Answered By: Rachel Willard Last Updated: Aug 09, 2015 Views: 2347
Dialogue in APA is the same as direct quotations.
Dialogue, traditionally, refers to the words that come directly from a person’s mouth. In APA, however, the writer would use quotation marks and then a citation with the author's name, the publication date, and the page number of the source that was “speaking” that direct quotation:
According to Green (2013), “the evidence showed a strong correlation between those who wore high heels and those who later had lower back problems” (p. 14).
When using a direct quotation in scholarly writing, be sure to consider the following three formatting pointers:
- Use quotation marks to show where the words that are not your own begin and end. See the Writing Center’s page on the use of quotation marks as punctuation.
- See more tips on how to use quotation marks as you cite your sources.
- Include author, year, and page number in your citation. See How do I cite in my text?
- Remember to use punctuation (a period or a comma) after the citation if it is required.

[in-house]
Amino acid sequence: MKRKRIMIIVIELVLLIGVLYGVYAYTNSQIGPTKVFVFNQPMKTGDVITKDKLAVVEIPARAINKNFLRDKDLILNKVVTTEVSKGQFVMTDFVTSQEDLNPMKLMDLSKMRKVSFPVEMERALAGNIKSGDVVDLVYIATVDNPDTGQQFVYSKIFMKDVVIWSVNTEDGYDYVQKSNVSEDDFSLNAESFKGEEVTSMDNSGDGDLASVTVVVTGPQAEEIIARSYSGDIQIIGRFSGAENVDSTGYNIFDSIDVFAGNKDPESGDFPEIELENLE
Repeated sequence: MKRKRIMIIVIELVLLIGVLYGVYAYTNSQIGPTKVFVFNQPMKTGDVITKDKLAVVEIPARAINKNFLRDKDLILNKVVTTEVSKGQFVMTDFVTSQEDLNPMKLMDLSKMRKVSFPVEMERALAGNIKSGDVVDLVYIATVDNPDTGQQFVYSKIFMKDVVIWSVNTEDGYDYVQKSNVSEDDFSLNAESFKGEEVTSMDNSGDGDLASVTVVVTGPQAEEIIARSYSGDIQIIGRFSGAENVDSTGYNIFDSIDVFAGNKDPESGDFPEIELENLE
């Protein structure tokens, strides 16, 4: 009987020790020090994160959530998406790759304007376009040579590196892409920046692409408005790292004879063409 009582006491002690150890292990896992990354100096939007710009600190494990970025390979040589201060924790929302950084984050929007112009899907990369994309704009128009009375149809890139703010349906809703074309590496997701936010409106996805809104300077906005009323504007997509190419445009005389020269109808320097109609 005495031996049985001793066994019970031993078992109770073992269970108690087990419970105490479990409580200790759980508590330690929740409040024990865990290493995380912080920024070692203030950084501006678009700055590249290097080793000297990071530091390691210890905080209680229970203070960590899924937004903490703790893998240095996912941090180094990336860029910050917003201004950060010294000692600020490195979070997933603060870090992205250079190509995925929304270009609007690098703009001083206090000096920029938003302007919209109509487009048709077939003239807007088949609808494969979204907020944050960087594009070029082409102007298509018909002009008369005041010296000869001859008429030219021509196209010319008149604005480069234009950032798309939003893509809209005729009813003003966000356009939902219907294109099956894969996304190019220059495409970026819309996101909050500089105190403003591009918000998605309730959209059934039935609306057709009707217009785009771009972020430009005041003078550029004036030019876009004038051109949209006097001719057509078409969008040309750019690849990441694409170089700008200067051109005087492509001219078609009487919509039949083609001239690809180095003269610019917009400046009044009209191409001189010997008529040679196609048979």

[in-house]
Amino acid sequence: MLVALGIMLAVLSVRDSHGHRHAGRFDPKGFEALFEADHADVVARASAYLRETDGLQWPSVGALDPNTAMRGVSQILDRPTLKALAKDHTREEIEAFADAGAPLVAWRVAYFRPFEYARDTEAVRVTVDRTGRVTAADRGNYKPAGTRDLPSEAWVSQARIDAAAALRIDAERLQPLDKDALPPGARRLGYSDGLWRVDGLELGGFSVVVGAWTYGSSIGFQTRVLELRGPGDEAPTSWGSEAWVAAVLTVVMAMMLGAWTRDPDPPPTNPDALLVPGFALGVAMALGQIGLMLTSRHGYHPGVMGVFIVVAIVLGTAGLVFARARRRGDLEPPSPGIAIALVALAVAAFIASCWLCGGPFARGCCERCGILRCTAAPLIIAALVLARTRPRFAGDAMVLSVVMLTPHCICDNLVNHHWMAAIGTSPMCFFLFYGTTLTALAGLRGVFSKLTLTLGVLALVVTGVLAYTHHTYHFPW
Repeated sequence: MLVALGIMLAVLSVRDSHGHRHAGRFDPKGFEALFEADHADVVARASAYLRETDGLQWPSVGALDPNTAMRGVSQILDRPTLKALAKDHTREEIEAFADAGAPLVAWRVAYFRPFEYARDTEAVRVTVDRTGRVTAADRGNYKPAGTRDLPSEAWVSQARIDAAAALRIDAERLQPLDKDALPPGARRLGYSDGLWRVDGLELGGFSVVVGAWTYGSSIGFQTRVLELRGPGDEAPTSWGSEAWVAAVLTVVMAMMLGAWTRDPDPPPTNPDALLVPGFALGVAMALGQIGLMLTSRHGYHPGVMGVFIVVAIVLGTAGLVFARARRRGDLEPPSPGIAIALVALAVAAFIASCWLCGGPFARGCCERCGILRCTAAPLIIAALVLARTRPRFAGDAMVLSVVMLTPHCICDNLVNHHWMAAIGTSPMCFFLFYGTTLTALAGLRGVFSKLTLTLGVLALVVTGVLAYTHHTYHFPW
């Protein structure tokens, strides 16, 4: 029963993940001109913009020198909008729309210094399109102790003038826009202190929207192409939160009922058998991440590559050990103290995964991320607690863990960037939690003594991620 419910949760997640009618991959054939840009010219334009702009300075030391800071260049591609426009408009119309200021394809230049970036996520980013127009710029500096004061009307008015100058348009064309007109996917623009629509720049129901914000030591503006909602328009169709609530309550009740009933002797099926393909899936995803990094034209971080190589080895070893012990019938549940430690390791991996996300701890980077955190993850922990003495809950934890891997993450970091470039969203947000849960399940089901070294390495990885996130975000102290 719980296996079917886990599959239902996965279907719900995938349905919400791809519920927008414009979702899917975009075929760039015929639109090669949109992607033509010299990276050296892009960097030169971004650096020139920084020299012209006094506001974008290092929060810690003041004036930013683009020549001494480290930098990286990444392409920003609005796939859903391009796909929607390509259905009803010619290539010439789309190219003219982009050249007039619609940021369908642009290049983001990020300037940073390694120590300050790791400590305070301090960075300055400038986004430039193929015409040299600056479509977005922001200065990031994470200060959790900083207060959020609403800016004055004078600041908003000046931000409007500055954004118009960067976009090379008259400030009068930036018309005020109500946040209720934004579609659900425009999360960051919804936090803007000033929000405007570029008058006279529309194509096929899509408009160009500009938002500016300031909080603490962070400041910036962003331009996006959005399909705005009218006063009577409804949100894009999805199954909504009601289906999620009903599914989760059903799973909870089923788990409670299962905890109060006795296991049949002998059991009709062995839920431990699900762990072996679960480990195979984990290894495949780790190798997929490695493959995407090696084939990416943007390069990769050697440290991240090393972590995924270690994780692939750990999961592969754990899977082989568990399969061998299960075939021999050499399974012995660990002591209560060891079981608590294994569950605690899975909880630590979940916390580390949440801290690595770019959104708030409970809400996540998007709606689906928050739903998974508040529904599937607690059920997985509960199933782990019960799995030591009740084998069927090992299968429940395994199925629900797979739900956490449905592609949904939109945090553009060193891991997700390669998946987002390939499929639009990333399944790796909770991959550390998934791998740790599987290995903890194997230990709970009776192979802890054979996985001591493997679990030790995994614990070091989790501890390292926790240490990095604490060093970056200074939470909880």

- See some tips on how and when to cite your sources.
- Learn more about how to use block quotations for quotes of 40 words or more.
Would you like a current or future assignment to be reviewed by the Writing Center? If so please visit the Writing Center's Paper Review Website and make an appointment with us!
Do you have other general writing questions? E-mail the Writing Center at email@example.com.
Other questions about your doctoral capstone or the Form & Style review? E-mail the Dissertation Editors at firstname.lastname@example.org.
Want to peruse other writing resources? Go to the Writing Center’s homepage.